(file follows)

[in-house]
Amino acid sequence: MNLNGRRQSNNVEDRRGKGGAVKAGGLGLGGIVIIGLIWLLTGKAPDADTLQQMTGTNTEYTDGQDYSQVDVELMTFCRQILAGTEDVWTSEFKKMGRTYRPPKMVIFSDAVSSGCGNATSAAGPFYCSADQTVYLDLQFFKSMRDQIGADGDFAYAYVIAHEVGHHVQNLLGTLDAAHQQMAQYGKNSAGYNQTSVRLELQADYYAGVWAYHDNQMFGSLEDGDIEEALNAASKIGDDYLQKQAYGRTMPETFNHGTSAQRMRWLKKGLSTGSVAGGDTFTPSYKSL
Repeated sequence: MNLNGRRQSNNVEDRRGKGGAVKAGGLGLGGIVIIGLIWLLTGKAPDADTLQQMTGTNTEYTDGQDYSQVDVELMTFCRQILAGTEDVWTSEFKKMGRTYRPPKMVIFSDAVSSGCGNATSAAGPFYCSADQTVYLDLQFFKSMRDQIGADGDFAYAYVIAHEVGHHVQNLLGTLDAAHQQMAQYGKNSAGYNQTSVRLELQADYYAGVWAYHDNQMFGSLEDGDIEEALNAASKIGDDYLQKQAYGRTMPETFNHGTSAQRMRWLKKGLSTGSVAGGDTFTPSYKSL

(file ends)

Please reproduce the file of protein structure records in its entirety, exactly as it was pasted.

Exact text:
[in-house]
Amino acid sequence: MNLNGRRQSNNVEDRRGKGGAVKAGGLGLGGIVIIGLIWLLTGKAPDADTLQQMTGTNTEYTDGQDYSQVDVELMTFCRQILAGTEDVWTSEFKKMGRTYRPPKMVIFSDAVSSGCGNATSAAGPFYCSADQTVYLDLQFFKSMRDQIGADGDFAYAYVIAHEVGHHVQNLLGTLDAAHQQMAQYGKNSAGYNQTSVRLELQADYYAGVWAYHDNQMFGSLEDGDIEEALNAASKIGDDYLQKQAYGRTMPETFNHGTSAQRMRWLKKGLSTGSVAGGDTFTPSYKSL
Repeated sequence: MNLNGRRQSNNVEDRRGKGGAVKAGGLGLGGIVIIGLIWLLTGKAPDADTLQQMTGTNTEYTDGQDYSQVDVELMTFCRQILAGTEDVWTSEFKKMGRTYRPPKMVIFSDAVSSGCGNATSAAGPFYCSADQTVYLDLQFFKSMRDQIGADGDFAYAYVIAHEVGHHVQNLLGTLDAAHQQMAQYGKNSAGYNQTSVRLELQADYYAGVWAYHDNQMFGSLEDGDIEEALNAASKIGDDYLQKQAYGRTMPETFNHGTSAQRMRWLKKGLSTGSVAGGDTFTPSYKSL